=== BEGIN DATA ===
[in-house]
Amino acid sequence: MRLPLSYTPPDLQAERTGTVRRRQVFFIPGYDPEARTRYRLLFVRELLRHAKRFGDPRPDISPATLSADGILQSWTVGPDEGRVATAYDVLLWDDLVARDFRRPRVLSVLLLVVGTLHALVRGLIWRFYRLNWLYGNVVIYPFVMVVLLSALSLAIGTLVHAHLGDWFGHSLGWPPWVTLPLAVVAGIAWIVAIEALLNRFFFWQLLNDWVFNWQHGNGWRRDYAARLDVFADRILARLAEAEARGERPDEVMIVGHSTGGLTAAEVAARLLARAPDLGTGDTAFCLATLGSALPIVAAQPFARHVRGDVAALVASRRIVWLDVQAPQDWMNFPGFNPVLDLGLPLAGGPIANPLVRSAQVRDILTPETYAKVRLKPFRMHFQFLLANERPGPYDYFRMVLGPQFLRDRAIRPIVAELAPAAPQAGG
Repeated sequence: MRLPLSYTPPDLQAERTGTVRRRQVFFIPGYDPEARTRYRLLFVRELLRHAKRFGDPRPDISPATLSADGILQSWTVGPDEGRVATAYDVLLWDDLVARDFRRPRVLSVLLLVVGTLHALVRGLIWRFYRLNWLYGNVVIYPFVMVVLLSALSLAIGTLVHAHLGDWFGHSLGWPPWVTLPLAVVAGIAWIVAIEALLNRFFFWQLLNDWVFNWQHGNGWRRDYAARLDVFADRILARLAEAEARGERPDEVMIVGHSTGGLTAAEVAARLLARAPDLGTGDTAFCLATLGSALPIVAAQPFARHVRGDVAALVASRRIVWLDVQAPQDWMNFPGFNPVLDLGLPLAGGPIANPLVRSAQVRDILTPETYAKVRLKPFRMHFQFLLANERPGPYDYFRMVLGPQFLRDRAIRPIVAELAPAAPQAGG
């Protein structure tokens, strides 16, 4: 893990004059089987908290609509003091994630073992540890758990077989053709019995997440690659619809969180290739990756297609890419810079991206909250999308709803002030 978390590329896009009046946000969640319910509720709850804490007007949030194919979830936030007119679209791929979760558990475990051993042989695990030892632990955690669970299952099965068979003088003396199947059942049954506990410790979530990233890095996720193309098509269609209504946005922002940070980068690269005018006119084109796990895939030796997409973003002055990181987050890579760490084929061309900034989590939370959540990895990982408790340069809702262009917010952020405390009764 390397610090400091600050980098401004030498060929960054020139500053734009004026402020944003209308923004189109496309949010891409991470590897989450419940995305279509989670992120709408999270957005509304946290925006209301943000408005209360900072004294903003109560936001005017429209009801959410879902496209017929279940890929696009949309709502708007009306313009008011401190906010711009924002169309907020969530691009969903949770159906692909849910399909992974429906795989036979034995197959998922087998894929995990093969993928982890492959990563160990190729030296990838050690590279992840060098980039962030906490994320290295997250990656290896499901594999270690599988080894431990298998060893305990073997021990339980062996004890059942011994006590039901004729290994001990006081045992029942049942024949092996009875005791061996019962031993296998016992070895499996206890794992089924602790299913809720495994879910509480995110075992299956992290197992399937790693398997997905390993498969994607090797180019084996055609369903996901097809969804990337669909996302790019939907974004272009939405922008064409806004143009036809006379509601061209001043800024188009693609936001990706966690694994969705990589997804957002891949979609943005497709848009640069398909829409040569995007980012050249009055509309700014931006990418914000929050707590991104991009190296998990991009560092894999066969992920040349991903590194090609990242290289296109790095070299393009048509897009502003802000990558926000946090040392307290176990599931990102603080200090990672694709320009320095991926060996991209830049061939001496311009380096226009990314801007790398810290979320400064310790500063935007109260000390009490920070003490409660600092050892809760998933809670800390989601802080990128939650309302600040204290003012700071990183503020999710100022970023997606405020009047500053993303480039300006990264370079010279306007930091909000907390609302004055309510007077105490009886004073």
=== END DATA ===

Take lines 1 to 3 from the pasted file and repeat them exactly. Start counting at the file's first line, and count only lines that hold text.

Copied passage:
[in-house]
Amino acid sequence: MRLPLSYTPPDLQAERTGTVRRRQVFFIPGYDPEARTRYRLLFVRELLRHAKRFGDPRPDISPATLSADGILQSWTVGPDEGRVATAYDVLLWDDLVARDFRRPRVLSVLLLVVGTLHALVRGLIWRFYRLNWLYGNVVIYPFVMVVLLSALSLAIGTLVHAHLGDWFGHSLGWPPWVTLPLAVVAGIAWIVAIEALLNRFFFWQLLNDWVFNWQHGNGWRRDYAARLDVFADRILARLAEAEARGERPDEVMIVGHSTGGLTAAEVAARLLARAPDLGTGDTAFCLATLGSALPIVAAQPFARHVRGDVAALVASRRIVWLDVQAPQDWMNFPGFNPVLDLGLPLAGGPIANPLVRSAQVRDILTPETYAKVRLKPFRMHFQFLLANERPGPYDYFRMVLGPQFLRDRAIRPIVAELAPAAPQAGG
Repeated sequence: MRLPLSYTPPDLQAERTGTVRRRQVFFIPGYDPEARTRYRLLFVRELLRHAKRFGDPRPDISPATLSADGILQSWTVGPDEGRVATAYDVLLWDDLVARDFRRPRVLSVLLLVVGTLHALVRGLIWRFYRLNWLYGNVVIYPFVMVVLLSALSLAIGTLVHAHLGDWFGHSLGWPPWVTLPLAVVAGIAWIVAIEALLNRFFFWQLLNDWVFNWQHGNGWRRDYAARLDVFADRILARLAEAEARGERPDEVMIVGHSTGGLTAAEVAARLLARAPDLGTGDTAFCLATLGSALPIVAAQPFARHVRGDVAALVASRRIVWLDVQAPQDWMNFPGFNPVLDLGLPLAGGPIANPLVRSAQVRDILTPETYAKVRLKPFRMHFQFLLANERPGPYDYFRMVLGPQFLRDRAIRPIVAELAPAAPQAGG